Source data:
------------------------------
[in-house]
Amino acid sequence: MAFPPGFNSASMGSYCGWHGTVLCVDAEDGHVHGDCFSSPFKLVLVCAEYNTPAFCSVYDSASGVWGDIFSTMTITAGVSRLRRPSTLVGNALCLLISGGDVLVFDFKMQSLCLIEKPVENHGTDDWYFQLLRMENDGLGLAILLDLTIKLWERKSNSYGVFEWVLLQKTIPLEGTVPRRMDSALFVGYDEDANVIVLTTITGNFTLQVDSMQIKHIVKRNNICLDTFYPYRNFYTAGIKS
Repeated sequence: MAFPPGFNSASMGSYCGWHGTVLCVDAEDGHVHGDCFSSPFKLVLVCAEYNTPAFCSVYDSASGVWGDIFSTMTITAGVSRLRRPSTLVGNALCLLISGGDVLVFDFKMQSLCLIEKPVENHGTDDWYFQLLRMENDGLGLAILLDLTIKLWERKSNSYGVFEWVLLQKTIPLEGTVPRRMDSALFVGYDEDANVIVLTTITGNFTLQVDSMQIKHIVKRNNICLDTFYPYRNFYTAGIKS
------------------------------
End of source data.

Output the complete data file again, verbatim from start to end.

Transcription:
[in-house]
Amino acid sequence: MAFPPGFNSASMGSYCGWHGTVLCVDAEDGHVHGDCFSSPFKLVLVCAEYNTPAFCSVYDSASGVWGDIFSTMTITAGVSRLRRPSTLVGNALCLLISGGDVLVFDFKMQSLCLIEKPVENHGTDDWYFQLLRMENDGLGLAILLDLTIKLWERKSNSYGVFEWVLLQKTIPLEGTVPRRMDSALFVGYDEDANVIVLTTITGNFTLQVDSMQIKHIVKRNNICLDTFYPYRNFYTAGIKS
Repeated sequence: MAFPPGFNSASMGSYCGWHGTVLCVDAEDGHVHGDCFSSPFKLVLVCAEYNTPAFCSVYDSASGVWGDIFSTMTITAGVSRLRRPSTLVGNALCLLISGGDVLVFDFKMQSLCLIEKPVENHGTDDWYFQLLRMENDGLGLAILLDLTIKLWERKSNSYGVFEWVLLQKTIPLEGTVPRRMDSALFVGYDEDANVIVLTTITGNFTLQVDSMQIKHIVKRNNICLDTFYPYRNFYTAGIKS